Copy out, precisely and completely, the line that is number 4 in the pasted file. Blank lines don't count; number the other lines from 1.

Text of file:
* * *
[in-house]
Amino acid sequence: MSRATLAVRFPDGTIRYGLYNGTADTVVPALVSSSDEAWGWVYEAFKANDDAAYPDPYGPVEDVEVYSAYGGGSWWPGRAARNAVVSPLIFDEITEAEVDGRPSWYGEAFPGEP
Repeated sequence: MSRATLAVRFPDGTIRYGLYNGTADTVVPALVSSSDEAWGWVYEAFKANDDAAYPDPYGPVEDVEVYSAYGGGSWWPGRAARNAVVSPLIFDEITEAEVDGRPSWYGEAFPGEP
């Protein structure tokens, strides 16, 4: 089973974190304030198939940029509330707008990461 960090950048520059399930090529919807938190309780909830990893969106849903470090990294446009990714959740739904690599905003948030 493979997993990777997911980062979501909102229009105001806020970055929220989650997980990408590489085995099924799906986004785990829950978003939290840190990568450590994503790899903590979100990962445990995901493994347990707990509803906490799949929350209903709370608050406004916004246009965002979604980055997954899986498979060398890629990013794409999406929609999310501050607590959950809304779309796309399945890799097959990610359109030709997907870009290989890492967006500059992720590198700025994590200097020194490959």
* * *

């Protein structure tokens, strides 16, 4: 089973974190304030198939940029509330707008990461 960090950048520059399930090529919807938190309780909830990893969106849903470090990294446009990714959740739904690599905003948030 493979997993990777997911980062979501909102229009105001806020970055929220989650997980990408590489085995099924799906986004785990829950978003939290840190990568450590994503790899903590979100990962445990995901493994347990707990509803906490799949929350209903709370608050406004916004246009965002979604980055997954899986498979060398890629990013794409999406929609999310501050607590959950809304779309796309399945890799097959990610359109030709997907870009290989890492967006500059992720590198700025994590200097020194490959």